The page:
- All development proposals must be based on an understanding of local character including any specific local designations and take account of the natural, built and historic environment. Development proposals will be expected to take account of the relevant character assessment companion guide in the Design and Character SPD. The proposals fail to take in the history of the village and the existing character, of the gables and pitched roofs to the north and the west of the High Street being generally 2 storeys.
- Proposals should preserve or enhance the character of the area, taking account of design guidance detailed in the Design and Character SPD, with particular regard to the following attributes: • Appearance • Scale • Mass • Height • Levels and topography • Prevailing pattern of built development • Separation distances to plot boundaries • Character of the host building, in the case of extensions. The Proposals do not preserve or enhance the character of the area, taking account of design guidance detailed in the Design and Character SPD. It is out of scale, the height is excessive (Footnote 2 and 3) and the mass represents an increase of almost 400% on the current building (Footnote 3). It fails to follow the prevailing pattern of build, certainly on the west side of the High Street.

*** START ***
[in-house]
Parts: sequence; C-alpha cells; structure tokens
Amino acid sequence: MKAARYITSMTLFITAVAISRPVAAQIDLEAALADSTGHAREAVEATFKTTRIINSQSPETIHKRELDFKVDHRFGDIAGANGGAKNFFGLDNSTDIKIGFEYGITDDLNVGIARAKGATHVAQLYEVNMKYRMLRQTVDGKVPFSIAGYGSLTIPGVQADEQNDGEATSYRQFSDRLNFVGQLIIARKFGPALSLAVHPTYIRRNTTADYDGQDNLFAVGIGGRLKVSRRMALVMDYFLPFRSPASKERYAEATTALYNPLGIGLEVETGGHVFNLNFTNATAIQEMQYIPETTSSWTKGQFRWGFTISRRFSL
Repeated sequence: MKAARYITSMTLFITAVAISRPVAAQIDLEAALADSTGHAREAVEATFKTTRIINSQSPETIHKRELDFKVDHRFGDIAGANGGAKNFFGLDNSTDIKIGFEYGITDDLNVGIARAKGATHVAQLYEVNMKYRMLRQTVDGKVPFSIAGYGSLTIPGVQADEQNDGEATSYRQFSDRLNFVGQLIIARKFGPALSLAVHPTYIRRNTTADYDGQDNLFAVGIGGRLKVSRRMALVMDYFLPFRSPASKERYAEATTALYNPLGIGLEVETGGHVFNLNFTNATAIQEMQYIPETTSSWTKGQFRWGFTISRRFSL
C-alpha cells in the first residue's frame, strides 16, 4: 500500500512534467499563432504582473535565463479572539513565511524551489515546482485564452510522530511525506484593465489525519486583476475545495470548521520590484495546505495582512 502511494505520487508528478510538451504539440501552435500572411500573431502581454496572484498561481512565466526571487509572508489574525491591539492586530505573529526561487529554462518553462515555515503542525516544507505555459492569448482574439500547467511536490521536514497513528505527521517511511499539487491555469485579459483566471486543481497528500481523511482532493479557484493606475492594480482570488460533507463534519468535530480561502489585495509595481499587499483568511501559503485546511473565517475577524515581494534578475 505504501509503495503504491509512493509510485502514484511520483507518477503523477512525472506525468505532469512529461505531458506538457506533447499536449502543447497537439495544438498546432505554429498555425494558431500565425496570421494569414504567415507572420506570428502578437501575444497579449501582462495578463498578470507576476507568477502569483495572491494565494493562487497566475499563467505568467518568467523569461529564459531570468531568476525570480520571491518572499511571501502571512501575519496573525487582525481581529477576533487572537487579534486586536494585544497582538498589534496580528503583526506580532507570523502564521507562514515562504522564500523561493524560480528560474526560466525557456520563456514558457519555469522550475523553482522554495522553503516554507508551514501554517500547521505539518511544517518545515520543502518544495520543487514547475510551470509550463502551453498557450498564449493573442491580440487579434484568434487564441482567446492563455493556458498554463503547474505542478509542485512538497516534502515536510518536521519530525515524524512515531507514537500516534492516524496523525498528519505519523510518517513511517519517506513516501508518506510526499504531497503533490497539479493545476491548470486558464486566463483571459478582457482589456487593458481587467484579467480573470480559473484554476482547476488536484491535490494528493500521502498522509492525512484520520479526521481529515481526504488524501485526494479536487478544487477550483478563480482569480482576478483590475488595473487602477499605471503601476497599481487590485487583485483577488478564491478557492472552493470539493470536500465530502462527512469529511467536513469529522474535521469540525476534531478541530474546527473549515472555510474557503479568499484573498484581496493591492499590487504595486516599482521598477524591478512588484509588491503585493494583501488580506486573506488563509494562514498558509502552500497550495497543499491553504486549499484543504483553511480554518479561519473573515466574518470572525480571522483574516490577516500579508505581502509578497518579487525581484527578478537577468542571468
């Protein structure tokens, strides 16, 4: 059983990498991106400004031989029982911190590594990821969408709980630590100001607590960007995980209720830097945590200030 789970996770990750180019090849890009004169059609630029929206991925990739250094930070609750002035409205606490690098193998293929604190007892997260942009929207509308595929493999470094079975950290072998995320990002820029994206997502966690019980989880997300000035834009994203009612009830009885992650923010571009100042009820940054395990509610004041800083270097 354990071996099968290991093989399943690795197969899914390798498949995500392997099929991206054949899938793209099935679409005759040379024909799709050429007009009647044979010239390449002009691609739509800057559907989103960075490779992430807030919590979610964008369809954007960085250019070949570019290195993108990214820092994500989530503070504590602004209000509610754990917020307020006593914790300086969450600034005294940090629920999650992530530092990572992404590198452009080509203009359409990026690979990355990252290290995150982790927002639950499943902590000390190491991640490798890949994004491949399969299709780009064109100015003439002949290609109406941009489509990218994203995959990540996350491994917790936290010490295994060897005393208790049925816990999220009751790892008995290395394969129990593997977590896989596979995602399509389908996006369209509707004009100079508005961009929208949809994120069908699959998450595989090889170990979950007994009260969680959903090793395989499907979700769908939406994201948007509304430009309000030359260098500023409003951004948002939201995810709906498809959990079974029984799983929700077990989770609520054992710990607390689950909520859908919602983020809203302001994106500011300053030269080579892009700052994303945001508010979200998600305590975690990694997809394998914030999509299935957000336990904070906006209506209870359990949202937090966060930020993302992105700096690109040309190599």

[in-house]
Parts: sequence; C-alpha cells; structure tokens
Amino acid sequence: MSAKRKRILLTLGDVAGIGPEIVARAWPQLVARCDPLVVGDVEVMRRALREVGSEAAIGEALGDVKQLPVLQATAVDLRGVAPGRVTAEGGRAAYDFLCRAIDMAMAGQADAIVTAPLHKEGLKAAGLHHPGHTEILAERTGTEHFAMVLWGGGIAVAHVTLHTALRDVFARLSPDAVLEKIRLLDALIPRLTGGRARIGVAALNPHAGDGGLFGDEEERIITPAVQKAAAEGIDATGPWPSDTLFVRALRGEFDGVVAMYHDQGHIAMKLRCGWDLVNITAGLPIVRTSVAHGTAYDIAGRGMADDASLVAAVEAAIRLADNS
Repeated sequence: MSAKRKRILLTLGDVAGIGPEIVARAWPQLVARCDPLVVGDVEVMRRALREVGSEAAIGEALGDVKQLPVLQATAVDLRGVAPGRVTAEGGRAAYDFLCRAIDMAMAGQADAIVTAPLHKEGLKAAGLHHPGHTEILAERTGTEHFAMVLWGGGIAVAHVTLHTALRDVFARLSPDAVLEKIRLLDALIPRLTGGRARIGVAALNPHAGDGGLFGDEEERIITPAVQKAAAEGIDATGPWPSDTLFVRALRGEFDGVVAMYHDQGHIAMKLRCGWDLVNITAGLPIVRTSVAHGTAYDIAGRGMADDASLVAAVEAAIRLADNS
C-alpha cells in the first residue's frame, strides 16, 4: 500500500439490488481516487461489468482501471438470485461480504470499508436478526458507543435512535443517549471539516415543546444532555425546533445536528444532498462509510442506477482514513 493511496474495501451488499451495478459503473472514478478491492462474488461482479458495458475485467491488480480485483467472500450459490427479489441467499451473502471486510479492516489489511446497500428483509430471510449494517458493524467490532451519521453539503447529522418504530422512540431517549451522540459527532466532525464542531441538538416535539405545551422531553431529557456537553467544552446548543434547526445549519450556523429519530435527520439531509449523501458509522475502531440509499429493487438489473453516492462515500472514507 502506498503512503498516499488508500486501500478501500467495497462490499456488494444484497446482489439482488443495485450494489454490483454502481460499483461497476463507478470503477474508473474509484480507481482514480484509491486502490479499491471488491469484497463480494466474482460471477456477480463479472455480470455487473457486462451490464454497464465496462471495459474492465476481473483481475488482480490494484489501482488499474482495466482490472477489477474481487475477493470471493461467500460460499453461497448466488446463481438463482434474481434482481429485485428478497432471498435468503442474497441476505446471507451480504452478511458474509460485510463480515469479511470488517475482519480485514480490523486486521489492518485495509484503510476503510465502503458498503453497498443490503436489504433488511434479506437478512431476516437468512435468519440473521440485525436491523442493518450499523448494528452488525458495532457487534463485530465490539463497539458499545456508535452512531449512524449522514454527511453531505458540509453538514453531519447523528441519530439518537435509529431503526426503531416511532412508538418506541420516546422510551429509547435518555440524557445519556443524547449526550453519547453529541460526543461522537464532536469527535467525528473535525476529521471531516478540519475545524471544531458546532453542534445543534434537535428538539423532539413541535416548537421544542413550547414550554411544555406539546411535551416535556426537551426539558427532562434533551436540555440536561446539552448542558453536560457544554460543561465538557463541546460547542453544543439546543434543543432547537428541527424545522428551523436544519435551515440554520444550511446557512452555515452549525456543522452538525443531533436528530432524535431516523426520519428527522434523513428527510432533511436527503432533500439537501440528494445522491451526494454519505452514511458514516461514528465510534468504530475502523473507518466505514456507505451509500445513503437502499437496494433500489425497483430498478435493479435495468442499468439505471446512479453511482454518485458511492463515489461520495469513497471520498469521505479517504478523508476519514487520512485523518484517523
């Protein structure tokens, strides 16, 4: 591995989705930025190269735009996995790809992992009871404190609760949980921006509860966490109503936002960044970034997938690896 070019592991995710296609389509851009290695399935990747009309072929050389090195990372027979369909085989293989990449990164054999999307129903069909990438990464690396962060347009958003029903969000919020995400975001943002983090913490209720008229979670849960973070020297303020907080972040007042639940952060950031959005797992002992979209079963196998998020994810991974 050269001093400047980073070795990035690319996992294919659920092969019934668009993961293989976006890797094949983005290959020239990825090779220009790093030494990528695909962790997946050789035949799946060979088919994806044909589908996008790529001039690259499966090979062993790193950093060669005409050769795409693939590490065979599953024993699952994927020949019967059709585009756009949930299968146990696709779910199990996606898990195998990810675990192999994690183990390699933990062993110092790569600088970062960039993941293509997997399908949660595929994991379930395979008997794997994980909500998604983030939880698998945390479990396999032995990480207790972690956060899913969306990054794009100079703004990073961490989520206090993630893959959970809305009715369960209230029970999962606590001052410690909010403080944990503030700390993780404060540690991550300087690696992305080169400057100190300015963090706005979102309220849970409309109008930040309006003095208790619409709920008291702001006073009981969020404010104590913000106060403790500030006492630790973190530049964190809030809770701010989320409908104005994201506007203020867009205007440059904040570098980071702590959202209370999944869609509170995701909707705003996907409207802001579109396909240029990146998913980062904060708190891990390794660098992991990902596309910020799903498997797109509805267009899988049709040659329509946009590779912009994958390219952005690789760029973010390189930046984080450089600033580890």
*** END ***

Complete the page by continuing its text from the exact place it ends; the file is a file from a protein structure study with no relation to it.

Design and Character SPD for the area in which the High Street is situate. In COS01 -
Buildings are rarely more than two and a half storeys with much of the High Street being two storeys (Para 3.15). The applicants look to disregard this guideline by adopting a fourth storey. That should be sufficient to refuse the application. The applicants contend that the fourth floor will not be visible but their own documents show that it will be. See also the view from Riverhill. (Footnote 1)
There is significant use of dormer windows, gables and skylights in roofs”. (Para 3.14) The proposal makes no effort to comply with this and no consideration is given to this guidance as part of the design concept.
Suitability of the site as accommodation for the elderly
The Trust’s initial un-researched reaction to accommodation for the elderly on this site was to be not against it per se. During the course of considering the application it became clear that the site is not suitable for this. There is a letter filed from Transition Cobham Air Quality Group that should be noted (Footnote 4) identifying as it does that the applicants have worked on one year’s figures for air quality in the High Street when those for previous years show that the situation is far worse than portrayed by the applicants.